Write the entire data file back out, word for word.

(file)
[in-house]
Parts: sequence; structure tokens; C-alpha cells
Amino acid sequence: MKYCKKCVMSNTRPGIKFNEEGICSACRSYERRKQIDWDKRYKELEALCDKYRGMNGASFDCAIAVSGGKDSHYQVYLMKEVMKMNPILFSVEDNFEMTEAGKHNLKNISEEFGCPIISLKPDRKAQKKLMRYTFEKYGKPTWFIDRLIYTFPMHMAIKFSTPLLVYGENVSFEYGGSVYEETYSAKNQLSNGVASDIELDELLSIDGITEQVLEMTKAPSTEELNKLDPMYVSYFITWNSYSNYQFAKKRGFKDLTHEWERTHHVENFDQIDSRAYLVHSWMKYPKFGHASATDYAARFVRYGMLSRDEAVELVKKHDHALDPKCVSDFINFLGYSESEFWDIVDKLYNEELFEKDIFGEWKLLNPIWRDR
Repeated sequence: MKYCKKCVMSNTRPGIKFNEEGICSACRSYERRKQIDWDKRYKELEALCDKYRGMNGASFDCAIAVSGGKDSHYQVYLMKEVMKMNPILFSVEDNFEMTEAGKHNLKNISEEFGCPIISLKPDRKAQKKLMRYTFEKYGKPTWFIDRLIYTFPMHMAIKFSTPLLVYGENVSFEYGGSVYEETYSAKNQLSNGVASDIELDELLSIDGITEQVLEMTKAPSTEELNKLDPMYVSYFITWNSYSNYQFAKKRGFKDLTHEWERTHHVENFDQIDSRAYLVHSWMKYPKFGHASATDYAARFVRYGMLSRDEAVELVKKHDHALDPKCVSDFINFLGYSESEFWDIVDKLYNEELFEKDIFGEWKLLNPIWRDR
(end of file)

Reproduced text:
[in-house]
Parts: sequence; structure tokens; C-alpha cells
Amino acid sequence: MKYCKKCVMSNTRPGIKFNEEGICSACRSYERRKQIDWDKRYKELEALCDKYRGMNGASFDCAIAVSGGKDSHYQVYLMKEVMKMNPILFSVEDNFEMTEAGKHNLKNISEEFGCPIISLKPDRKAQKKLMRYTFEKYGKPTWFIDRLIYTFPMHMAIKFSTPLLVYGENVSFEYGGSVYEETYSAKNQLSNGVASDIELDELLSIDGITEQVLEMTKAPSTEELNKLDPMYVSYFITWNSYSNYQFAKKRGFKDLTHEWERTHHVENFDQIDSRAYLVHSWMKYPKFGHASATDYAARFVRYGMLSRDEAVELVKKHDHALDPKCVSDFINFLGYSESEFWDIVDKLYNEELFEKDIFGEWKLLNPIWRDR
Repeated sequence: MKYCKKCVMSNTRPGIKFNEEGICSACRSYERRKQIDWDKRYKELEALCDKYRGMNGASFDCAIAVSGGKDSHYQVYLMKEVMKMNPILFSVEDNFEMTEAGKHNLKNISEEFGCPIISLKPDRKAQKKLMRYTFEKYGKPTWFIDRLIYTFPMHMAIKFSTPLLVYGENVSFEYGGSVYEETYSAKNQLSNGVASDIELDELLSIDGITEQVLEMTKAPSTEELNKLDPMYVSYFITWNSYSNYQFAKKRGFKDLTHEWERTHHVENFDQIDSRAYLVHSWMKYPKFGHASATDYAARFVRYGMLSRDEAVELVKKHDHALDPKCVSDFINFLGYSESEFWDIVDKLYNEELFEKDIFGEWKLLNPIWRDR